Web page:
Posts Tagged ‘Investing’

Community Investing?

Thursday, November 15th, 2007

As the thrill of the chase has returned to Silicon Valley, every VC and hopeful entrepreneur is chasing a new version of the old dream: a winner-take-all web community.

This pursuit, now called Web 2.0, has all the things business school taught you to love: network effects, first-mover advantage, etc. And again, the signals of excess have appeared.

First is an abrupt 50% rise in professional fees among top providers in the Valley. An attorney I know there now charges more than $600 per hour — more than I paid my entire team (14 people, half programmers, all U.S.-based) in 2000, the peak of the bubble.

The second signal is that, in the effort to leave no stone unturned, VCs are examining some pretty crazy community ideas. Take, for example, the idea of community-monitored stock investment ideas.

Huh? Think about this for just two seconds. Successful stock picking means finding an idea and quietly investing ahead of the crowd. A stock picking community would collect ideas from the crowd, and let the crowd vote on them — in short, exactly what the markets already do. No edge to be gained there.

Time management with a single question

Monday, April 23rd, 2007

“What is the value per hour of what I’m doing at this moment?”

“Value” doesn’t necessarily mean money. The point is that, beyond financial planning, return on investment is an organizing principle.

When you are able to answer the above question accurately at any time during your workday, you understand time management deeply. You know which parts of your day generate most of the value — often ten, a hundred, even a thousand times the value of your least valuable moments.

I said “accurately,” not “precisely.” Precision doesn’t matter. Nor do the units on your yardstick: they can be dollars, fun, self-improvement — whatever is important.

Armed with this knowledge, changes automatically suggest themselves. If, at that point, you are still busy, it’s generally by choice.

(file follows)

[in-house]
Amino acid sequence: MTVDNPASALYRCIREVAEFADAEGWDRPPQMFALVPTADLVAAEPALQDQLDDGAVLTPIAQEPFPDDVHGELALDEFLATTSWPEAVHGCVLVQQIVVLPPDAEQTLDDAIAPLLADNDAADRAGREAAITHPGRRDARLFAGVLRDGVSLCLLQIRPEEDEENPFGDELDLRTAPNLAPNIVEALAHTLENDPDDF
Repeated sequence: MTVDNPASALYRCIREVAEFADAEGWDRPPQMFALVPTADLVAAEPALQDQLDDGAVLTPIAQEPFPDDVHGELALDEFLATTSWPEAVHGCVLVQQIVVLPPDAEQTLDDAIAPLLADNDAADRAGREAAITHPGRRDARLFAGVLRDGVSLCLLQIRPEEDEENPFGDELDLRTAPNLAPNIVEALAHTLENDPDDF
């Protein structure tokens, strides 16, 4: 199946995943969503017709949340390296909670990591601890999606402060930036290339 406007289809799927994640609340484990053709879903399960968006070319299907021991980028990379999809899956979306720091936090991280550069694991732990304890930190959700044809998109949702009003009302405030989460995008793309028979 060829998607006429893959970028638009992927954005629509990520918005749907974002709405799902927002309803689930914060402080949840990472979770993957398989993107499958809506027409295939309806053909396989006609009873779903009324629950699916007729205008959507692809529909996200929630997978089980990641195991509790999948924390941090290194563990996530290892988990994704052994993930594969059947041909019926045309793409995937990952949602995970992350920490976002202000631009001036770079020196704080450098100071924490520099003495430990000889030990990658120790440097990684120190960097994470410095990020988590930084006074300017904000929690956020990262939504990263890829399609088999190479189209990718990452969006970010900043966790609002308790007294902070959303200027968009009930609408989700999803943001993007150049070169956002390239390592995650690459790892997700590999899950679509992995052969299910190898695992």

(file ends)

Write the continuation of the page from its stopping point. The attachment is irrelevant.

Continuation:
Index funds are parasites

Thursday, March 29th, 2007

Mr. Bogle, don’t take this the wrong way. Index funds are a great invention: they are simple, tax efficient, perform well, and push down investment management fees generally. All of these things benefit individual investors.

“Parasite” refers only to the fact that index funds benefit from market efficiency, while providing none.

Index funds track an overall market index by maintaining an appropriately weighted portfolio that mirrors the index. This performs well by riding the rising tide of the general stock market at very low cost.

But imagine if all equity capital were invested through index funds. Then index funds would comprise the entire market. No mechanism would exist for buying stocks below intrinsic value, and selling above intrinsic value. Markets would not be efficient, and stocks would follow a path that bore no relationship to value.

That imaginary situation cannot occur, because in the real world, “value arbitrageurs” always step in to restore market efficiency. But the fact is that index funds are nonmarket entities. Realistically, as index funds take an ever larger fraction of total market capitalization, a market distortion might begin to appear in the form of increased volatility.

Investors extrapolate. Thus, when markets have gone up recently, they pile into index funds, which then automatically buy stocks without regard to price. If this is done in sufficient volume, stock prices generally will rise to historically unusual price/earnings ratios. This creates a self-reinforcing state: rising stocks cause rising index investments, which cause rising stocks.

But individual investors also fear loss more than they desire gain. Thus, when a general market decline begins, redemptions accelerate. If index funds accounted for a large percentage of all stocks, and if price-earnings ratios were at historically high levels, then such a decline/redemption cycle could also be self-reinforcing. “Self-reinforcing decline/redemption cycle” is a very polite way of describing a market crash.

But that can’t happen, the efficient market theorist might argue, because the remaining non-index investors will simply arbitrage all that out, restoring efficient pricing. OK, let’s assume the theorist is right there. In that situation, who makes all the money? Hint: it’s not the index fund investor. Suddenly, they are on the wrong side of the efficiency equation. The arbitrageur makes the money by betting against the blind money going into or out of the market.

Thus it seems two things are true. First, index funds cannot grow past a certain point without ceasing to perform as they have. The change seems likely to emerge not as lower total returns, but rather as much higher volatility.